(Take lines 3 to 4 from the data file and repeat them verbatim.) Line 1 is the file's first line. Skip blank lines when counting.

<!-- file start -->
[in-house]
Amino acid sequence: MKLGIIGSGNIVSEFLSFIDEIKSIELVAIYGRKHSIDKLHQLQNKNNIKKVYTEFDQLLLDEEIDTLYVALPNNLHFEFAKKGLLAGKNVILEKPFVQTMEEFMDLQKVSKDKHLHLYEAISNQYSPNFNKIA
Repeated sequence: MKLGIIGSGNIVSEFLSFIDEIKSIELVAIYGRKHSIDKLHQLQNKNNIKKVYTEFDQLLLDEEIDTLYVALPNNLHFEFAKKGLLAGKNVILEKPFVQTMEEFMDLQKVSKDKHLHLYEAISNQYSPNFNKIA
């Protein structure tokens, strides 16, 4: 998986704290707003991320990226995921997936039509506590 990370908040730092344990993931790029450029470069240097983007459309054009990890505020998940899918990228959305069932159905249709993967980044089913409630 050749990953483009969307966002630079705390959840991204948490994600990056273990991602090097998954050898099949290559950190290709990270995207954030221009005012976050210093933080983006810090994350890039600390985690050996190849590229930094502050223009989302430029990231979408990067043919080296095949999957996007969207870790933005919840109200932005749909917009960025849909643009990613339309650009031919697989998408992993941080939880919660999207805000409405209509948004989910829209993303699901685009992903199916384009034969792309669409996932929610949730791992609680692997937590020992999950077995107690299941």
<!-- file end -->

Repeated sequence: MKLGIIGSGNIVSEFLSFIDEIKSIELVAIYGRKHSIDKLHQLQNKNNIKKVYTEFDQLLLDEEIDTLYVALPNNLHFEFAKKGLLAGKNVILEKPFVQTMEEFMDLQKVSKDKHLHLYEAISNQYSPNFNKIA
């Protein structure tokens, strides 16, 4: 998986704290707003991320990226995921997936039509506590 990370908040730092344990993931790029450029470069240097983007459309054009990890505020998940899918990228959305069932159905249709993967980044089913409630 050749990953483009969307966002630079705390959840991204948490994600990056273990991602090097998954050898099949290559950190290709990270995207954030221009005012976050210093933080983006810090994350890039600390985690050996190849590229930094502050223009989302430029990231979408990067043919080296095949999957996007969207870790933005919840109200932005749909917009960025849909643009990613339309650009031919697989998408992993941080939880919660999207805000409405209509948004989910829209993303699901685009992903199916384009034969792309669409996932929610949730791992609680692997937590020992999950077995107690299941």